Here’s the simple, honest, no-holds barred truth: I have been overweight pretty much all of my life.
I also have lost weight several times over the course of my life. I did this first when I was in Junior High (or middle school, for those of you born well after me!). Actually, my Mom and I did it together through a program called “U-Can.” We did the whole thing. Weigh-ins, tracking our food, special healthier recipes, encouraging group meetings, etc. I was actually slim to skinny for a short time.
Then once I began university and had a more consistently sedentary lifestyle, the weight slowly went back on. Though even during this period of my life I still did a fair bit of walking, so that helped stave it off somewhat. But I remember well the frustration of trying to put on a pair of jeans and hating myself because I couldn’t.
When I was a student at McMaster University I actually joined and went to (because joining and going aren’t the same thing!) a gym. Once again, I managed to lose weight and get into a little bit of shape. I was also still walking a lot. Poor students don’t have cars.
But then once I was married and we had kids and I had been a pastor for a few years, I began putting on weight again. Since then I have gone back and forth. I’ve been on Weight Watchers, Beach Body, used apps like iTrackbites, and even now I have an app called Carb Manager which tracks calories, carbs, fat, etc. I’ve recently checked out The Fit Father Project.
In the nearly seven years we have lived in NS, I have probaby lost more than 50 or 60 lbs altogether. Unfortunately, it has tended to happen in 20lb increments, after which I get off track and the weight goes back on. That’s where I am now.
And yes it’s frustrating. Yes, it’s discouraging. Yes, it’s maddening.
I suppose you know this already, but I’ll just put it out there. People who are overweight know they’re overweight. We don’t need someone to tell us. We feel badly enough and self-conscious enough without other people drawing our attention to it. If you’re looking at me and thinking, “Pastor Derek really should lose some weight,” believe me when I say that I am very aware of this and have been for as long as I can remember.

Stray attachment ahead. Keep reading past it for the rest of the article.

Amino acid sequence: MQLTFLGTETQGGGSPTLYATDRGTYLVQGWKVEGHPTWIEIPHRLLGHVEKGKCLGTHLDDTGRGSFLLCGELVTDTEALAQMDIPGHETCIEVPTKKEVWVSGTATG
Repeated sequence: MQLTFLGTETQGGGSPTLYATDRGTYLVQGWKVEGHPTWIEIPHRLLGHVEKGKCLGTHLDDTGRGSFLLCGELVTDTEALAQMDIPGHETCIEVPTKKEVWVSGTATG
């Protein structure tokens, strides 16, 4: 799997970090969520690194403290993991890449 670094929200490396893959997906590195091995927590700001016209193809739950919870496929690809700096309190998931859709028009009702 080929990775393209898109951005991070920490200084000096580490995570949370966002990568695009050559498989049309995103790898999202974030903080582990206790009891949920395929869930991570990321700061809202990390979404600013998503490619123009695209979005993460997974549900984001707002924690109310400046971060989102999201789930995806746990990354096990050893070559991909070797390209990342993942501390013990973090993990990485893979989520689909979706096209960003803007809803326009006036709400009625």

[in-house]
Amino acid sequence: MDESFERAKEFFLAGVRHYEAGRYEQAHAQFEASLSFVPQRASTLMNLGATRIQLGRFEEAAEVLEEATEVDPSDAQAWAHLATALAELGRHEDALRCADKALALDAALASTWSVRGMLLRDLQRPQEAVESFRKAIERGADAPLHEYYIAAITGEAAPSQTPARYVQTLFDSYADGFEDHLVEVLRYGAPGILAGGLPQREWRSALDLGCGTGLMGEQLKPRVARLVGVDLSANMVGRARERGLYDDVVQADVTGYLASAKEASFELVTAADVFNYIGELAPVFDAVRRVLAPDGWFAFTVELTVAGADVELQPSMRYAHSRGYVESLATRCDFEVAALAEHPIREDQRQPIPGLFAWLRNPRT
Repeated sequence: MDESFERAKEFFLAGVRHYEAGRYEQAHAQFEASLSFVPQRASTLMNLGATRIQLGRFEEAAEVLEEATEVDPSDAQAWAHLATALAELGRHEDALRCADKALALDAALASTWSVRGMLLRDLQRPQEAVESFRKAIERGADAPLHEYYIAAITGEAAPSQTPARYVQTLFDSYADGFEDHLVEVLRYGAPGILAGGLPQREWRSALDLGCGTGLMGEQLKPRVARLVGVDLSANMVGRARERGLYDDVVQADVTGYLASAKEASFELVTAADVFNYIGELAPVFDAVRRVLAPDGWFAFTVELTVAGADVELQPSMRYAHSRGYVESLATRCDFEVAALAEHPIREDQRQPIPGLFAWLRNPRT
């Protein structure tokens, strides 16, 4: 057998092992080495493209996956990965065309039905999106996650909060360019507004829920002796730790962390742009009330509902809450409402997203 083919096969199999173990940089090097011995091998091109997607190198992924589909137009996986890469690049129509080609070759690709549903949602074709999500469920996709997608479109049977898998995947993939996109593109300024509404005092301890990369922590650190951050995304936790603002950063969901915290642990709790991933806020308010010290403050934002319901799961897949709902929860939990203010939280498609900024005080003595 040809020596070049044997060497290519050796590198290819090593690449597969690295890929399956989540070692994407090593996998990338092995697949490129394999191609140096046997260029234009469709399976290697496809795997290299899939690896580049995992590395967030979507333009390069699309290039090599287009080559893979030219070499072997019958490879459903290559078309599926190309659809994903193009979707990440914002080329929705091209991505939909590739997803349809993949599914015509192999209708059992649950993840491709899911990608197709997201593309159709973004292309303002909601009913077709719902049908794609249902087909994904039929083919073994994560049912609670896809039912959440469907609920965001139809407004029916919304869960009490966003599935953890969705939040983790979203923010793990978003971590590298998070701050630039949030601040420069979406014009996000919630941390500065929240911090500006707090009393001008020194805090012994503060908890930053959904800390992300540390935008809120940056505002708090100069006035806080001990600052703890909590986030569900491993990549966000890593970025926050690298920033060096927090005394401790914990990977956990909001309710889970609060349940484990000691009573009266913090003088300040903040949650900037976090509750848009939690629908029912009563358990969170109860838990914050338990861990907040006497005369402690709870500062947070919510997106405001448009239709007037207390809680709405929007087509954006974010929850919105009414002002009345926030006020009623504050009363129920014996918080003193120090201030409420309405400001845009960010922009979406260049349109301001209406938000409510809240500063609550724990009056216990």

The truth is, I personally don’t “see” myself as a fat person. What I mean is that the picture I have of myself in my mind is much more flattering than an image I’ll see in a mirror or a picture. Here’s the thing, however: when I find myself not really wanting to be photographed, or at least not wanting to look at pictures of myself, it’s because I know I won’t be happy with what I see. What I really see.
So why get into all of this here? Well, it is a profoundly important part of my story, and short of my experiences with mental health issues (either mine of those of loved ones), issues surrounding food, eating, and weight are the most challenging ones I have faced in my life.
So without trying to add guilt to the obvious struggles a lot of us have with weight, I want to suggest that it is also a spiritual issue in part. Taking care of our physical bodies–bodies that are gifts from God–is part of our discipleship to Jesus. At a practical level, think about how your physical health impacts your mood, energy level, and ability to accomplish certain tasks. I have felt this, for example, when my church clothes don’t fit as well as they once did and I feel a little embarrassed and frustrated as a pastor. Actually, I hate it. How can that not affect my mood and perspective on a Sunday morning?
So, yes, I know from experience that eating healthier leads to having more energy and feeling better–even if I struggle mightily with doing it consistently and over the long term. I know it can affect my prayer life. It impacts how I see myself in relation to others. It makes a difference with how much I can get done sometimes.